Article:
Film Day In Memorium for John Guillermin, Director
On Saturday, November 11, Guillermin’s birthday, his widow, Mary Guillermin, is hosting a Film Day In Memorium. The free showings will be held in his living room at the SunMoon Retreat Center, the home of the last eight years of his life, at 20845 Cheney Dr, Topanga. Mrs Guillermin is showing four of Guillermin’s best British B & W films from 1950 to 1965, starting at 10am and culminating in a repeat Topanga showing of his masterpiece, Rapture (1965) at 4 pm. The other films shown will be The Crowded Day (1950), Never Let Go (1960) and Guns at Batasi (1964).
Guillermin’s style of direction from his very first film (shot in 1949 at the age of 24) had a passion and innovation that matched his French heritage, and his work shows many lighting effects and camera moves that became familiar later but that were fresh and novel in the rather staid British film industry of the fifties to early sixties. Guillermin made forty films, half of them in Britain before chasing the money, and work, across the Atlantic around 1968.
The first film to be shown, at 10am, The Crowded Day, was made at the small, independent Adelphi Studios in London run by Arthur Dent. Dent’s granddaughter, Kate Lees, is one of the contributors to a book reassessing Guillermin’s impressive film career. Mrs Guillermin is collaborating with a number of international film writers who believe that Guillermin’s work deserves greater recognition.
The Crowded Day follows the interrelated lives of five shopgirls in a large department store. The social history, running alongside the girls’ story lines, is a true window on another world. In the early fifties, such working women lived in hostels owned by the store and, in the film at least, the matron was also the supervisor at work. The film starring John Gregson, is fairly light-hearted, and very charming, with a whole host of British comedy character actors of the time making an appearance – Richard Wattis, Dora Bryan and Sid James, for example. Guillermin’s edginess and ability to create high tension is demonstrated in one story line where a young woman who falls pregnant out of wedlock fears abandonment by her lover, and is treated with disdainful class prejudice by his upperclass mother. These were risqué issues in 1950s Britain.
At noon, in Never Let Go (1960), Peter Sellers plays a gangster in his only straight role. Neither the conventional film critics nor the viewing public adapted to Sellers in a straight role. The reviews were mixed, which disappointed him, and he never played a straight role again. It is a shame. He is a convincing and scary tough guy who unravels slowly in a marvelously realistic way as the tense storyline, written by Guillermin himself, unfolds. Richard Todd, a big star of the time, plays the lead role in his best ever performance opposite the excellent Elizabeth Sellars.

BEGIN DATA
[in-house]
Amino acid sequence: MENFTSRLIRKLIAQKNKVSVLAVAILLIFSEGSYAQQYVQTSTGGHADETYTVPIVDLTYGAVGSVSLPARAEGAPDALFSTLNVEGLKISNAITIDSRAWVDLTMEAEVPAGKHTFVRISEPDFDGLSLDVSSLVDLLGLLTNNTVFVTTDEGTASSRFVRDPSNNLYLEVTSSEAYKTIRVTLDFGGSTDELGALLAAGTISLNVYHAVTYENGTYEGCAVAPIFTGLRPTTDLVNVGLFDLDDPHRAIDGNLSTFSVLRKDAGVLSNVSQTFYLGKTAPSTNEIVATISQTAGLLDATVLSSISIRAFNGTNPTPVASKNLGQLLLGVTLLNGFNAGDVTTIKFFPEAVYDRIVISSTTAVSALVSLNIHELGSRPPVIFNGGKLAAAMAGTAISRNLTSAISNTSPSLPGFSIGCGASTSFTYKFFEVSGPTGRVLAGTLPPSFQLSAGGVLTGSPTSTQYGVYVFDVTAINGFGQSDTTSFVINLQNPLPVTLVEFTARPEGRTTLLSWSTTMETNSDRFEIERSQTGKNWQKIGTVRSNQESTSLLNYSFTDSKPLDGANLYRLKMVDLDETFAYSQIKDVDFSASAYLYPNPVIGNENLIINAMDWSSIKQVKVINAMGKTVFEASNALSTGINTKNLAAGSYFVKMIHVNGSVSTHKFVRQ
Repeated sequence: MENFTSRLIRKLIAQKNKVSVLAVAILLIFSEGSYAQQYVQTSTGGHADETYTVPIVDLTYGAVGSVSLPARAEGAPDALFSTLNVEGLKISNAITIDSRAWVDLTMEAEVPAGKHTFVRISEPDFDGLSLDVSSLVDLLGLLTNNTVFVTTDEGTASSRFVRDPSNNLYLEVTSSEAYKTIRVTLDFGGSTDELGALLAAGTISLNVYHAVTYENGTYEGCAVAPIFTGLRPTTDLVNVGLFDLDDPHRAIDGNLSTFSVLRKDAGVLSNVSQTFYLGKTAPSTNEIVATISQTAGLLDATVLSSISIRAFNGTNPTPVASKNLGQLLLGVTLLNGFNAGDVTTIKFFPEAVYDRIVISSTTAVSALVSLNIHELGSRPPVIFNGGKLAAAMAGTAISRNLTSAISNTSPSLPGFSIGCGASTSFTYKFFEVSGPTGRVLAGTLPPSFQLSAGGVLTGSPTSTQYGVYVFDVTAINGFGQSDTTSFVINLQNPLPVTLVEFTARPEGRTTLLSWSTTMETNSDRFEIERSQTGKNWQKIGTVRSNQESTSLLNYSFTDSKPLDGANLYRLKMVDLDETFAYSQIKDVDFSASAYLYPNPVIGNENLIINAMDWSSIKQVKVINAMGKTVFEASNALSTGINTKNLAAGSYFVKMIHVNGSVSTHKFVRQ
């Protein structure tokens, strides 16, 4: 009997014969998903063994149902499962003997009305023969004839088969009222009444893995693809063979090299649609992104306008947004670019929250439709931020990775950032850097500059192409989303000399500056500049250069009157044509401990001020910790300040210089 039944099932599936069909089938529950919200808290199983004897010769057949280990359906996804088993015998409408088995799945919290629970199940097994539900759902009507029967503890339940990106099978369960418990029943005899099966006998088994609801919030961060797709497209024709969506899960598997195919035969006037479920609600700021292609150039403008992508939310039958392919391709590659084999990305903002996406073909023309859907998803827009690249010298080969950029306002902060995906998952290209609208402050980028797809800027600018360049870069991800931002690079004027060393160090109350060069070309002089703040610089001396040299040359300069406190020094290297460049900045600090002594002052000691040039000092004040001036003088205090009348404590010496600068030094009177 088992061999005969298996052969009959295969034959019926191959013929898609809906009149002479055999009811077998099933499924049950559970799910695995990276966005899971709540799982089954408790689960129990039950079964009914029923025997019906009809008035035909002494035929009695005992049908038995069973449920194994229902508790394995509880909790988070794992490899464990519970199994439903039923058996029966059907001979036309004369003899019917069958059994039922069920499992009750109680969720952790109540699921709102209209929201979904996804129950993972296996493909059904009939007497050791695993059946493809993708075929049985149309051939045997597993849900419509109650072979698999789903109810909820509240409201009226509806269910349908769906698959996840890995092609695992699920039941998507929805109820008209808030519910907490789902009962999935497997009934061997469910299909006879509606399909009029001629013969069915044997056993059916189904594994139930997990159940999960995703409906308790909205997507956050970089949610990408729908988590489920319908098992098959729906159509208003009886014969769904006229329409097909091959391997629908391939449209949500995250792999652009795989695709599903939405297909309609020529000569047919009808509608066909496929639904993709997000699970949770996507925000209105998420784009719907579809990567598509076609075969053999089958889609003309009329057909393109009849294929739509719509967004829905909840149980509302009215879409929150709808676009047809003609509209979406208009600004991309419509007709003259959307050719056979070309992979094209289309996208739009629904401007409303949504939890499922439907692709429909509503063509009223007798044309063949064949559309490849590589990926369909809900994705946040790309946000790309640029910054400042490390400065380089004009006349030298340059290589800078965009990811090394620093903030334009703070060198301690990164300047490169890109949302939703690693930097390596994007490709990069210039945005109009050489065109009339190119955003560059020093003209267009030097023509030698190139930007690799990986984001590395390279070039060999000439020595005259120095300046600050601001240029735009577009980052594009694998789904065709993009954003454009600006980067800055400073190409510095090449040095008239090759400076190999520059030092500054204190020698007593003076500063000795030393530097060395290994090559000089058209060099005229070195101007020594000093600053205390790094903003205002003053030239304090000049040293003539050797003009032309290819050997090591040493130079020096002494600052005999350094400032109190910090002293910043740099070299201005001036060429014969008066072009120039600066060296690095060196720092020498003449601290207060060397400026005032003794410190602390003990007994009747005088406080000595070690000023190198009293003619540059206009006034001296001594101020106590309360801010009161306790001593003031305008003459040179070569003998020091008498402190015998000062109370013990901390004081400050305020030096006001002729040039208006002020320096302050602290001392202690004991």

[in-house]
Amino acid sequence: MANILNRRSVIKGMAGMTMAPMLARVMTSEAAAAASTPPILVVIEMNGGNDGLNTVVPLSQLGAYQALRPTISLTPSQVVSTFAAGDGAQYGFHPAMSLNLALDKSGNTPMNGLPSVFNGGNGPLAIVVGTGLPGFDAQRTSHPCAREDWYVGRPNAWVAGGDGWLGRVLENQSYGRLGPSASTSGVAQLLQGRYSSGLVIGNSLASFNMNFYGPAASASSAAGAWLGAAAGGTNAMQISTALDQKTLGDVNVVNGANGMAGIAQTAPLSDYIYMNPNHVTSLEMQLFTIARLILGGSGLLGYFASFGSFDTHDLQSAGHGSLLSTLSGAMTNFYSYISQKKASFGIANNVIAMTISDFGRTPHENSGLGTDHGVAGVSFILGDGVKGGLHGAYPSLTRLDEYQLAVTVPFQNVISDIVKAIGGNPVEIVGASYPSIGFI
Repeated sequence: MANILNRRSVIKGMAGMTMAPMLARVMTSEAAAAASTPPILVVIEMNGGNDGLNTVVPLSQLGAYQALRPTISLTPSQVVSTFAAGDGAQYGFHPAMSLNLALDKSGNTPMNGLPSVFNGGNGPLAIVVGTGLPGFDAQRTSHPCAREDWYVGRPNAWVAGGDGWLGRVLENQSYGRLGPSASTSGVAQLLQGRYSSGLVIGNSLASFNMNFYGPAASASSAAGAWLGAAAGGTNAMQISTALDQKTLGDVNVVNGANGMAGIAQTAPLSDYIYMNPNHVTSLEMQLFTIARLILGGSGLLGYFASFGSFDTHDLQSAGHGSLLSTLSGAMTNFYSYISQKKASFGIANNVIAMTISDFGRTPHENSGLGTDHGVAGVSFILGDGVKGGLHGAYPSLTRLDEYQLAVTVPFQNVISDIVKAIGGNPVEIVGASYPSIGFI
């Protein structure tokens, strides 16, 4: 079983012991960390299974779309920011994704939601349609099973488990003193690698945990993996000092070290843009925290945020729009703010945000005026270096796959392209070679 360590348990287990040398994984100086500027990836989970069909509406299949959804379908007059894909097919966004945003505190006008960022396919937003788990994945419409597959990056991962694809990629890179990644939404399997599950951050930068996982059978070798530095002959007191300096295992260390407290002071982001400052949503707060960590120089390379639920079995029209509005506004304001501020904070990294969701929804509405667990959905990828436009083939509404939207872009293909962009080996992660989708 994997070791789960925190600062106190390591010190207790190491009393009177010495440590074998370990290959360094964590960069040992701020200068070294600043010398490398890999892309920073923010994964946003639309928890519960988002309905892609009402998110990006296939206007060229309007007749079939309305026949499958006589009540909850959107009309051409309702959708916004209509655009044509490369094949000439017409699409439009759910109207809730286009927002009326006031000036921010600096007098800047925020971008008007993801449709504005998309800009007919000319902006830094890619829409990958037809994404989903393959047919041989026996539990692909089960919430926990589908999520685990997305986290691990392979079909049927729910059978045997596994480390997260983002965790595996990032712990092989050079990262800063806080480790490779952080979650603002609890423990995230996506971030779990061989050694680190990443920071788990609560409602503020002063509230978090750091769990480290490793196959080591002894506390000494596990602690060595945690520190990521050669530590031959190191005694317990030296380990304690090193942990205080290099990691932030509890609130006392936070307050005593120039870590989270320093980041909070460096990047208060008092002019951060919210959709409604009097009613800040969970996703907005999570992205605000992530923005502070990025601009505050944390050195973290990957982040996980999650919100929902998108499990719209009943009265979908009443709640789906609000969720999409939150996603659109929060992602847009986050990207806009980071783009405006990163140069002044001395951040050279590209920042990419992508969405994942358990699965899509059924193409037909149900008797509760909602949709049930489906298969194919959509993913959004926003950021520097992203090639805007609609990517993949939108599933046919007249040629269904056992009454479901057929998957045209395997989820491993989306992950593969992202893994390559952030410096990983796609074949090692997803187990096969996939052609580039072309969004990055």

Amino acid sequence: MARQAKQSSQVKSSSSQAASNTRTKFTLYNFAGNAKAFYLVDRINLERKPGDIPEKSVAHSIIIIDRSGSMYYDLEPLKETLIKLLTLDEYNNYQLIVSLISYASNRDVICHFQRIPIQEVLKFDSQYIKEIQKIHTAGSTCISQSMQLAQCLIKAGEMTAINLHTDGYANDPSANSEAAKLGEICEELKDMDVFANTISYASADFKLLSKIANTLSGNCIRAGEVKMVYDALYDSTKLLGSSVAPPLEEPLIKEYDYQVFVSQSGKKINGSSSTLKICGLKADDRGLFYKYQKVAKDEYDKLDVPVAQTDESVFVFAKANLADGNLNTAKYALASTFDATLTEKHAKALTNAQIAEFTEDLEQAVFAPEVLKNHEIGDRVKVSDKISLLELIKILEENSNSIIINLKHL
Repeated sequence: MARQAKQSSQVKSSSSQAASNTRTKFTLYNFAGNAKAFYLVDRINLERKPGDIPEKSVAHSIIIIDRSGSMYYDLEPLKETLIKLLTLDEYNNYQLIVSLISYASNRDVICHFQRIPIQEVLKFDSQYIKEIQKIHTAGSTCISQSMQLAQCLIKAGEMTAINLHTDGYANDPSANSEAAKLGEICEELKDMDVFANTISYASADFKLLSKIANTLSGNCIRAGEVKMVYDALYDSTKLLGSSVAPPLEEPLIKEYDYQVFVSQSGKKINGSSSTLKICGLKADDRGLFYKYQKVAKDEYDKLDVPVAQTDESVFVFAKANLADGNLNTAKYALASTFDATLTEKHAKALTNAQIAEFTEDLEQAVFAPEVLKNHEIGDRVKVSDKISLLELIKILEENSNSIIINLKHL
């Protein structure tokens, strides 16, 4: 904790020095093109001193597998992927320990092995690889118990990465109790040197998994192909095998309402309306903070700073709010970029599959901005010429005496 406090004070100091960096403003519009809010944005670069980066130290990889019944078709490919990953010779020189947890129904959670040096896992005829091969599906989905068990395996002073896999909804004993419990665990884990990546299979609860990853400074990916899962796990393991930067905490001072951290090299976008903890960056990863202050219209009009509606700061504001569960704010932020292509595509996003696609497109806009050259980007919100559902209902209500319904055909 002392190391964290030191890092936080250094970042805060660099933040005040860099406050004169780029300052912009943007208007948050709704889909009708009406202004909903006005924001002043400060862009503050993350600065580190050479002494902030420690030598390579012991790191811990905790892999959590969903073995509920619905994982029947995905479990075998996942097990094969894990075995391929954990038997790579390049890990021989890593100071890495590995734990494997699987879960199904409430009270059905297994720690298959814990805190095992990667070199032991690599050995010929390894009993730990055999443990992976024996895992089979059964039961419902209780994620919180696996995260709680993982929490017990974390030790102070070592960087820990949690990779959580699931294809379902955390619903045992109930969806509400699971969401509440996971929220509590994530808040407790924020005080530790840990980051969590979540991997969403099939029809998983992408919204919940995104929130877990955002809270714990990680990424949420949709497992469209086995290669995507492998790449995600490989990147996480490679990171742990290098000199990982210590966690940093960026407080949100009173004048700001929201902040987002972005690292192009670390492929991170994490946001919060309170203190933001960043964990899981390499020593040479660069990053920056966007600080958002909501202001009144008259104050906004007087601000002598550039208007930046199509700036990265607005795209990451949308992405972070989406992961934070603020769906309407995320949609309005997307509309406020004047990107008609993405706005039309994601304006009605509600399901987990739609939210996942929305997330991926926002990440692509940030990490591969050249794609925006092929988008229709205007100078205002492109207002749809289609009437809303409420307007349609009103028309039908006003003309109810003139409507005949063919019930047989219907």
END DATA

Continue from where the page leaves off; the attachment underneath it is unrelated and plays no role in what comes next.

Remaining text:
At 2pm, the film is Guns at Batasi (1964), a tense exploration of the political and social issues revealed as the British Empire begins to collapse during the fight for African Independence. Richard Attenborough won a BAFTA Film Award for his role as a sargeant major who resists the change with all his heart and loud voice.
Lastly, at 4 pm is a showing of Rapture (1965), a film that was not widely distributed at the time being shot, at Guillermin’s insistence for artistic reasons, in black and white. Colour was becoming fashionable in the mid-sixties and Daryl Zanuck didn’t push the distribution of this B&W production. Guillermin would repeatedly comment, “I have only made one film I really like, Rapture, and only half a dozen people have seen it”. He was delighted when it was among the first rereleases in 2011 by the then-new company, Twilight Times. In 2012, Guillermin uncharacteristically agreed to be interviewed by Nick Redman, founder of Twilight Times, for a BFTA video series on Living British Directors. He was grateful for the excellent reviews Rapture received that generally agreed the film was the masterpiece of his body of work. As he and his second wife, Mary Guillermin, watched his body of films as they became increasingly available on DVD he would always say, “Don’t remember a single shot!” and “Not bad”. He died content about his body of work and his contribution to cinema history.
Please contact Mary Guillermin for further details or to RSVP. The viewing room holds approximately 12 people. It is important to RSVP to guarantee a seat. Text or call 310 422 7915 or email [email protected]. Further information about the films can be found on IMDb.com or Wikipedia.
Mary Guillermin, LMFT 52868
Licensed Marriage & Family Therapist
Psychotherapist, Pellin Practitioner & Proprietor of the SunMoon Retreat Center
Advocate for Recovery in Mental Health & Co-President of LAGPA (Lesbian and Gay Psychotherapy Association).
Phone: 310 422 7915